Dr Shaw sees schadenfreude − the enjoyment of others’ suffering or failure − as a normal kind of small-scale sadism. ‘Our brains are actually built for sadism, and schadenfreude is the by-product of this,’ she says. ‘Our ancestors had to be able to kill animals to eat them, and sometimes had to kill humans in war or other settings to survive. If we always felt terrible we would have been at a disadvantage. Low-level sadism makes it psychologically easier to do what is necessary to survive. That’s not to say sadism is morally a good thing, but it has a purpose.’ Interestingly, she adds, we tend to call men ‘competitive’ and women ‘jealous’ for effectively the same behaviour. Despite the gender stereotypes, humans are capable of the same things – good and bad.

With ‘authenticity’ now a key buzzword of our times, and low-level anger seeping into the national consciousness giving rise to headlines such as ‘The worst time ever to be alive?’ (It’s not: the bubonic plague of 536 AD beats even Brexit and Trump for low public morale) it has never been more acceptable to expose ourselves, warts and all; to be outwardly imperfect. A new swathe of books, from Ruth Whippman’s The Pursuit Of Happiness And Why It’s Making Us Anxious, to Christina Patterson’s The Art Of Not Falling Apart, mark a shift away from the idea that we should aim for perfection. However, it’s also true that the #RealTalk movement still tends to centre around self-doubt rather than the less palatable subject of unkindness towards others, with retailers jumping on the bandwagon with slogan-clad clothing such as ‘Be Kind’ (Topshop) and ‘Be Cool Be Kind’ (New Look).

But there is no escaping that sometimes thinking unkindly is part of the human experience. Sophie Hannah, author of How To Hold A Grudge, says, ‘Denying your darker emotions will lead only to more pain, conflict and stress in the long term. Holding grudges doesn’t have to fill us with hate or make us bitter. If you approach the practice in an enlightened way, you’ll find it does the opposite: it makes you more forgiving. Your grudges can help you to distil vital life lessons – about your value system, your hopes, needs and priorities – that will act as a series of stepping stones, pointing you in the right direction for the best possible future.’

How worried should you be about having dark thoughts?

Dr Julia Shaw explains our less noble desires...

Scenario 1: It’s Monday morning and pouring with rain. A commuter who pushed in front of you at the station slips over on the escalator. You feel delighted. ‘This kind of reaction just makes you human,’ says Dr Shaw. ‘Our brains are built for sadism and this reaction is almost primal. When we feel like someone has slighted or rejected us, it can feel like justice when negative things happen to them. What matters is what you do afterwards. Just make sure you don’t act on those feelings.’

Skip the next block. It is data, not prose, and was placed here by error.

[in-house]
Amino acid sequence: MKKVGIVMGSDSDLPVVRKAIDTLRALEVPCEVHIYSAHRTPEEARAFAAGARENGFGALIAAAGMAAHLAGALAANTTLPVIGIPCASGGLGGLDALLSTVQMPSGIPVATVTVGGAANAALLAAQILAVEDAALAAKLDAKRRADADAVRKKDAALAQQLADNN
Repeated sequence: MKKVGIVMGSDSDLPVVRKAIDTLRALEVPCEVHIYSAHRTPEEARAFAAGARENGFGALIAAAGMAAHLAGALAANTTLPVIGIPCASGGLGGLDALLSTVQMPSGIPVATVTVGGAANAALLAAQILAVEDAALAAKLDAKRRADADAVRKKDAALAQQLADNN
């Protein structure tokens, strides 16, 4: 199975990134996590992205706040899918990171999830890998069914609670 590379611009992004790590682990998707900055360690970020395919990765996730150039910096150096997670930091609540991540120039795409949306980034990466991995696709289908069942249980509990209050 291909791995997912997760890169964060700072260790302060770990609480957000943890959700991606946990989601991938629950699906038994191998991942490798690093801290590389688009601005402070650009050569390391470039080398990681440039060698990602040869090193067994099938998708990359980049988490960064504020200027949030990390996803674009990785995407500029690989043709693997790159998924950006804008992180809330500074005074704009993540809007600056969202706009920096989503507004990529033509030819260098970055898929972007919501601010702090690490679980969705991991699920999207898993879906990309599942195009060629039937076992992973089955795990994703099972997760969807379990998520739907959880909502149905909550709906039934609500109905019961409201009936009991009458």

Scenario 2: Your BFF announces she’s being promoted at work. You feel inexplicably furious. ‘Jealousy often comes from a comparative evaluation. Just because someone else is getting ahead it doesn’t mean you’re falling behind,’ says Dr Shaw. ‘Not seeing yourselves as rivals is the first step, as is dissecting what it is you’re jealous of (it usually stems from a place of insecurity). Aim instead to build up your self-esteem and put steps in place that will help you to achieve your own goals.’

Scenario 3: After a bad day, you find yourself venting to and about people on social media. You’re saying things you wouldn’t dream of in real life, but why? Dr Shaw reasons that this is because it’s easy for human beings to ‘dehumanise’ others they don’t know or are not related to, particularly on screen. She says, ‘Interacting with a two-dimensional image means we don’t have to deal with the emotional consequences of our actions.’ She advises caution. ‘Picture that person on your screen as a 3D human being before you type,’ she says. ‘And never write anything down you wouldn’t say to someone’s face.’

Scenario 4: A white lie you tell at work blows up. Someone innocent gets the blame, but you let them take the rap for fear of admitting it. ‘We all do bad things occasionally and it’s normal to cover up our deviant behaviour in an attempt to blend in,’ says Dr Shaw. ‘This only becomes dangerous when secret, destructive behaviour that hurts others becomes a regular pattern and spirals into more deception.’

Charlotte Philby